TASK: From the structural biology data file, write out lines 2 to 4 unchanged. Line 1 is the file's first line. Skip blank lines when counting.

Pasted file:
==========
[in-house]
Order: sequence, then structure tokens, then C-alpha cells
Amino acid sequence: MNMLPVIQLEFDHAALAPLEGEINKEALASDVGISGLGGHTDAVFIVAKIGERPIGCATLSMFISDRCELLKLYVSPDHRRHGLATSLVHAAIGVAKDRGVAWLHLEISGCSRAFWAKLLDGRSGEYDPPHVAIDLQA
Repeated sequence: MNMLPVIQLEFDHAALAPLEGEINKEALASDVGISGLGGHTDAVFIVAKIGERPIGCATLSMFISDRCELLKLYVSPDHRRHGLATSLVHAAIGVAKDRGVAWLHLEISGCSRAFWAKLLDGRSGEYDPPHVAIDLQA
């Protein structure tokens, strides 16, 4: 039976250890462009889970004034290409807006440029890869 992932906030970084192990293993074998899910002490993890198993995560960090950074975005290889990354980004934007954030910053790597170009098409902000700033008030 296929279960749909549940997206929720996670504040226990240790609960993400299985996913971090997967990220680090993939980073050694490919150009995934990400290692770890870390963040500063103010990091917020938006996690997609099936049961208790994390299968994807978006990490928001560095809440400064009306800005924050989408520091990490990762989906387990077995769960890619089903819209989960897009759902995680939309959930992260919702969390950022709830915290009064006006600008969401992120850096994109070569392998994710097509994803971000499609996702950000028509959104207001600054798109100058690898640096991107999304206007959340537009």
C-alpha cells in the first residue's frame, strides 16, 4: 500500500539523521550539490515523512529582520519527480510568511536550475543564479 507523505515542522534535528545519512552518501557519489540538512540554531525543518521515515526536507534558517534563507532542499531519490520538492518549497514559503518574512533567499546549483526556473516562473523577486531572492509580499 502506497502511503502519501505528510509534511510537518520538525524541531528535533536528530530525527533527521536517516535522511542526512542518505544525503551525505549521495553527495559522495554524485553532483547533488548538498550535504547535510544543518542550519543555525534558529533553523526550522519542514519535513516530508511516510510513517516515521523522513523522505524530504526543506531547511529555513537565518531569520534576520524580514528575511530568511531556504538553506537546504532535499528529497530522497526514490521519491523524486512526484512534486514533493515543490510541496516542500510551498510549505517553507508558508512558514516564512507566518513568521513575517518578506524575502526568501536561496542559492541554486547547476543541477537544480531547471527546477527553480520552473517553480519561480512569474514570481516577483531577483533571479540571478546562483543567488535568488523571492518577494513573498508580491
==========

Order: sequence, then structure tokens, then C-alpha cells
Amino acid sequence: MNMLPVIQLEFDHAALAPLEGEINKEALASDVGISGLGGHTDAVFIVAKIGERPIGCATLSMFISDRCELLKLYVSPDHRRHGLATSLVHAAIGVAKDRGVAWLHLEISGCSRAFWAKLLDGRSGEYDPPHVAIDLQA
Repeated sequence: MNMLPVIQLEFDHAALAPLEGEINKEALASDVGISGLGGHTDAVFIVAKIGERPIGCATLSMFISDRCELLKLYVSPDHRRHGLATSLVHAAIGVAKDRGVAWLHLEISGCSRAFWAKLLDGRSGEYDPPHVAIDLQA